This invention pertains to massive forms of nickel such as nickel wire, grid, turnings, lath, and foams. Such forms of elemental nickel having a noble metal surface deposit are exhaust gas catalysts The catalytic reaction of hydrogen with nitric oxide in the presence of oxygen has been studied using a noble supported on alumina; Jones et al., Environmento! Science and Technology, 5, No. 9, September (1971), page 790 et seq. The catalytic decomposition of nitric oxide by metallic oxides has also been studied; Winter, Journal of Catalysis, 22, l58-170 (l97l). Application of Monel metal to automotive NO emissions control has been reported; Bernstein, Kearby, Raman, Vardi, and Wigg, SAE Paper No. 70014, presented at January 1971 meeting, Detroit, Michigan.

SUMMARY OF THE INVENTION This invention pertains to massive nickel having a surface deposit thereon of a catalytic quantity of a noble metal. Preferably, the noble metal is rhodium, palladium, or platinum, more preferably rhodium or palladium.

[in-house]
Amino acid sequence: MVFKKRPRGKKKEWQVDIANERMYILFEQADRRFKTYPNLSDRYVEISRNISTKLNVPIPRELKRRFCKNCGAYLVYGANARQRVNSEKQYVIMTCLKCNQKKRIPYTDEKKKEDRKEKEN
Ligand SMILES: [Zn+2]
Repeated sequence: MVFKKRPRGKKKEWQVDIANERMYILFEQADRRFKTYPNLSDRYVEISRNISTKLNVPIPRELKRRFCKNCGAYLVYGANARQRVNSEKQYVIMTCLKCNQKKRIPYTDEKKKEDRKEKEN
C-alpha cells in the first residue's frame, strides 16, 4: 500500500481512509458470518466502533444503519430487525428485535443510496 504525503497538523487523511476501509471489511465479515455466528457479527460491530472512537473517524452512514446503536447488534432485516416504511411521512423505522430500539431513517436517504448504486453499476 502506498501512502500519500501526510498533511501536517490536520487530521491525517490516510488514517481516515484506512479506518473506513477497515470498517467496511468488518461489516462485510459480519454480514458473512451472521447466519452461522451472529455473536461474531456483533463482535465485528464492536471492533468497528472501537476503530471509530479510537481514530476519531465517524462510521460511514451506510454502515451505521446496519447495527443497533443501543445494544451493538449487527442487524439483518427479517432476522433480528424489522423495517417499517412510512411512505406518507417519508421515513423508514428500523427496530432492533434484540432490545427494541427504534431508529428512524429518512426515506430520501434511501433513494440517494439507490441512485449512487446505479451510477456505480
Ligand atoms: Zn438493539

This invention also pertains to a method of diminishing the amount of components in exhaust gas, which method comprises contacting engine exhaust with nickel having a noble metal dispersed thereon.

Also, this invention pertains to a method for forming such treated nickel. As an example, this invention pertains to a method of depositing a noble metal on the surface of nickel, said method comprising contacting said nickel with a liquid containing palladium ions in solution until palladium deposition on the nickel surface has substantially ceased, immersing the treated nickel in nitric acid until its surface is activated, and subsequently immersing the treated nickel surface thereby produced in a liquid containing palladium ions in solution, whereby additional palladium is deposited on said nickel.

DESCRIPTION OF PREFERRED EMBODIMENTS A preferred embodiment of this invention is massive nickel having a surface deposit thereon of a catalytic promoter quantity of a noble metal. Herein, the term massive nickel is used to include nickel in a macroscopic object or objects, and is used to exclude (a) the form or forms of nickel impregnated on catalyst supports and (b) the microscopic nickel particles obtainable by decomposition of nickel compounds in a gaseous or liquid medium. By the term as used herein, is de noted nickel objects having sufficient mass of nickel that common physical properties of nickel. e.g., melting point, are discernible. Thus, the term refers to nickel in a solid state where the mass of nickel is such that the common physical properties and surface characteristics, rather than just surface effects, characterize the metal mass.